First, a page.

In this talk, we will discuss our work, Automated Testing using Active learning and Symbolic-execution (ATAS), an algorithm designed to identify whether a student program is logically incorrect in an online setting. This algorithm builds upon the recent advances in both symbolic execution and active learning. Symbolic execution is a program analysis technique which can generate test cases through symbolic constraint solving. Our method makes use of a reference implementation of the task as its sole input. We compare our method with a symbolic execution-based baseline on six programming tasks retrieved from CodeForces comprising of about 23000 student submissions. We demonstrate an average improvement of over $2.5$x over the baseline in terms of runtime (thus making it more suitable for online evaluation), without significant degradation in evaluation accuracy.

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Series: Department Seminar
Title: Sample complexity of partition identification using multi-armed bandits

  • Speaker: Prof. Sandeep Juneja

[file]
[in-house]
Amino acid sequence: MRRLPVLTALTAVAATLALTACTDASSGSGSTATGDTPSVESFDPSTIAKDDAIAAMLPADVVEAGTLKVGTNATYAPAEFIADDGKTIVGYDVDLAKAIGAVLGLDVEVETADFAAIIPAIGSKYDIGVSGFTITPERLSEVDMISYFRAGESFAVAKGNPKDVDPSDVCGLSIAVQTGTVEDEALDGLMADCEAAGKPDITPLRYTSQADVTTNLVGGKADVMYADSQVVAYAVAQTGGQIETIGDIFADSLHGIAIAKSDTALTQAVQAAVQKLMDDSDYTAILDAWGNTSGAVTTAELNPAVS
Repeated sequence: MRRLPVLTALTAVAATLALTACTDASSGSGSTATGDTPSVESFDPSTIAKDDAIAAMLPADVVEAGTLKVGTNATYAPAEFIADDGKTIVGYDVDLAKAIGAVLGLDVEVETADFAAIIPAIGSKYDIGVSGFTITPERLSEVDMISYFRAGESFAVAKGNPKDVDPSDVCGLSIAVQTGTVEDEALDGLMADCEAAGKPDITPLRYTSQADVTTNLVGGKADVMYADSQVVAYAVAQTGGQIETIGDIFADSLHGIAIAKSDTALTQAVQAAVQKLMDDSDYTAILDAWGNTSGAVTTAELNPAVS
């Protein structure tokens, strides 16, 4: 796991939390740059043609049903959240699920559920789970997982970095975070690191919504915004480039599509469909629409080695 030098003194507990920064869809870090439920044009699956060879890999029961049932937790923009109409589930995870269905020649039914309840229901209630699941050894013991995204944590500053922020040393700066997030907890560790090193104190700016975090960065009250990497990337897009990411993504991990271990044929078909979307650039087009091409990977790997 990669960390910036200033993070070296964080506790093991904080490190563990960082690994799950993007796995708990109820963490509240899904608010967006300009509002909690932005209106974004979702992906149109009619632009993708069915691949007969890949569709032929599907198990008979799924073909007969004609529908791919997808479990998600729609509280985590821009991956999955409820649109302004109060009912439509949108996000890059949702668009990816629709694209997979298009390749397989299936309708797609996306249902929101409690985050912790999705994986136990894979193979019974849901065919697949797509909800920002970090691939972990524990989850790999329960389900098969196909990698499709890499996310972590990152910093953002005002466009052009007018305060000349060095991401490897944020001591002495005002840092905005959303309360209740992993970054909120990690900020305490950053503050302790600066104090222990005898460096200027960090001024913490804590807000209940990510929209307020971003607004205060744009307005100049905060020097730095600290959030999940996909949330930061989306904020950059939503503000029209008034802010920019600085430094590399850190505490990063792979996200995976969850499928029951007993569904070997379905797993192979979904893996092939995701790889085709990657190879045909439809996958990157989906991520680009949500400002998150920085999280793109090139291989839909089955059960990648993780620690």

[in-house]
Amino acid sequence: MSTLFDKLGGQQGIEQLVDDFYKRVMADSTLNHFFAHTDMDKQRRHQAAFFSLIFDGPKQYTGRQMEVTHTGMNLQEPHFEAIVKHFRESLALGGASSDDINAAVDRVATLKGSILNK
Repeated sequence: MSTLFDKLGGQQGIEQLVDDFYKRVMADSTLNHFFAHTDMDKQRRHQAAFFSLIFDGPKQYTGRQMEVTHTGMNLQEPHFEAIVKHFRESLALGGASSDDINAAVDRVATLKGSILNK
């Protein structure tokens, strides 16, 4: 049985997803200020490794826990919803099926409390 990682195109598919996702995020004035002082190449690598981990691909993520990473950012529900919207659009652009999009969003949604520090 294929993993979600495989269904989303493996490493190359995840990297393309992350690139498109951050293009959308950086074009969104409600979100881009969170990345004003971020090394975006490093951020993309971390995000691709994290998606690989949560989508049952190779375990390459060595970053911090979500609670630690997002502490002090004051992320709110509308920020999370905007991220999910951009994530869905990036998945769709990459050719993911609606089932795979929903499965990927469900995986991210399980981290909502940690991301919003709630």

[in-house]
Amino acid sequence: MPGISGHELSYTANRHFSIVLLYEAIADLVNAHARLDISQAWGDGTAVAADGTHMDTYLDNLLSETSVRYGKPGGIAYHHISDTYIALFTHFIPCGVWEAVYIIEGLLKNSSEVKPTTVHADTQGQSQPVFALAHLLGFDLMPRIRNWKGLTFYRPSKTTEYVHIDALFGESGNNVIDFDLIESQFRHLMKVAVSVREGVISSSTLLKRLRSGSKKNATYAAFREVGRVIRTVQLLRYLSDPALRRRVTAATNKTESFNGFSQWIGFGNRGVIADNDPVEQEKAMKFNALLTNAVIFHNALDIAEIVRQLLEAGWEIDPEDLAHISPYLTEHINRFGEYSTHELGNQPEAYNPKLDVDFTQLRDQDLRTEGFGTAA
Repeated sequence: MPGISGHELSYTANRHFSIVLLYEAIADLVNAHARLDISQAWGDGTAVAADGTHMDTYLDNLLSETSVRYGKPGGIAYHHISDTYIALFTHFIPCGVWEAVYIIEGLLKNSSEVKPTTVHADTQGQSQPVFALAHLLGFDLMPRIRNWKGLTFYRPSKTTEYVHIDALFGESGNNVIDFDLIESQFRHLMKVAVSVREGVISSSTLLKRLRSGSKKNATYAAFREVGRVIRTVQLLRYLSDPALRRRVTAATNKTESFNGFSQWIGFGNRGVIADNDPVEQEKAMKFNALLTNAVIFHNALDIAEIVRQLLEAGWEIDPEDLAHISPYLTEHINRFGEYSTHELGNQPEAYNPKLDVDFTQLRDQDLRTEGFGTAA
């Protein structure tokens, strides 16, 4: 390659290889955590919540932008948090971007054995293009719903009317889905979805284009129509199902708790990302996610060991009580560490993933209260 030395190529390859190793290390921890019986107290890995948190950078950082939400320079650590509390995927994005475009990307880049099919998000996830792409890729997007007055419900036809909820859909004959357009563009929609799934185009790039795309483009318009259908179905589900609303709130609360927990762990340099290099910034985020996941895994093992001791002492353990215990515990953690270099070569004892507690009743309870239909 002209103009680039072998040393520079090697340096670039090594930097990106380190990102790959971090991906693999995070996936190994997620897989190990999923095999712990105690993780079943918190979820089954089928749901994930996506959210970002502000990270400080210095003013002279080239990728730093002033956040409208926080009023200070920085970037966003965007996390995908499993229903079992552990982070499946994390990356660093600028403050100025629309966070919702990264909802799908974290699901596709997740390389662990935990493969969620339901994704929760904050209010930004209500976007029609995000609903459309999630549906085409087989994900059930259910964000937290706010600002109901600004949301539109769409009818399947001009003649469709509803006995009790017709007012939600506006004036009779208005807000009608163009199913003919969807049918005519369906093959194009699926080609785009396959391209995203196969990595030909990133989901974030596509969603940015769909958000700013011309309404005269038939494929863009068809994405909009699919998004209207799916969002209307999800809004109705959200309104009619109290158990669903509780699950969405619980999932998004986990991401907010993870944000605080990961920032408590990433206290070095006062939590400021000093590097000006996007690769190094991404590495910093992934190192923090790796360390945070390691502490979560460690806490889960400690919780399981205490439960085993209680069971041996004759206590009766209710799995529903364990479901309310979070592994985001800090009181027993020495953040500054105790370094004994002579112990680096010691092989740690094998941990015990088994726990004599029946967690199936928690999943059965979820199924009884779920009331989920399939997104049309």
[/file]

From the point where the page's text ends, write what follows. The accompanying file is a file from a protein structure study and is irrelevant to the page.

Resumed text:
Professor and Dean
                   School of Technology and Computer Science
                   Tata Institute of Fundamental Research
                   Mumbai
  • Date and Time: Wednesday, September 26, 2018, 2:00 PM
  • Venue: CSA Seminar Hall (Room No. 254, First Floor)

Abstract
Given a vector of probability distributions, or arms, each of which can be sampled independently, we consider the problem of identifying the partition to which this vector belongs from a finitely partitioned universe of such vector of distributions. We study this as a pure exploration problem in multi armed bandit settings and develop sample complexity bounds on the total mean number of samples required for identifying the correct partition with high probability. This framework subsumes well studied problems in the literature such as finding the best arm or the best few arms. We consider distributions belonging to the single parameter exponential family and primarily consider partitions where the vector of means of arms lie either in a given set or its complement. The sets considered correspond to distributions where there exists a mean above a specified threshold, where the set is a half space and where either the set or its complement is convex. The latter cases are considered in illustrative simple settings. In all these settings, we characterize the lower bounds on mean number of samples for each arm. Further, inspired by the lower bounds, and building upon Garivier and Kaufmann 2016, we propose algorithms that can match these bounds asymptotically with decreasing probability of error. Applications of this framework may be diverse. We briefly discuss a few associated with nested simulation and its applications to finance.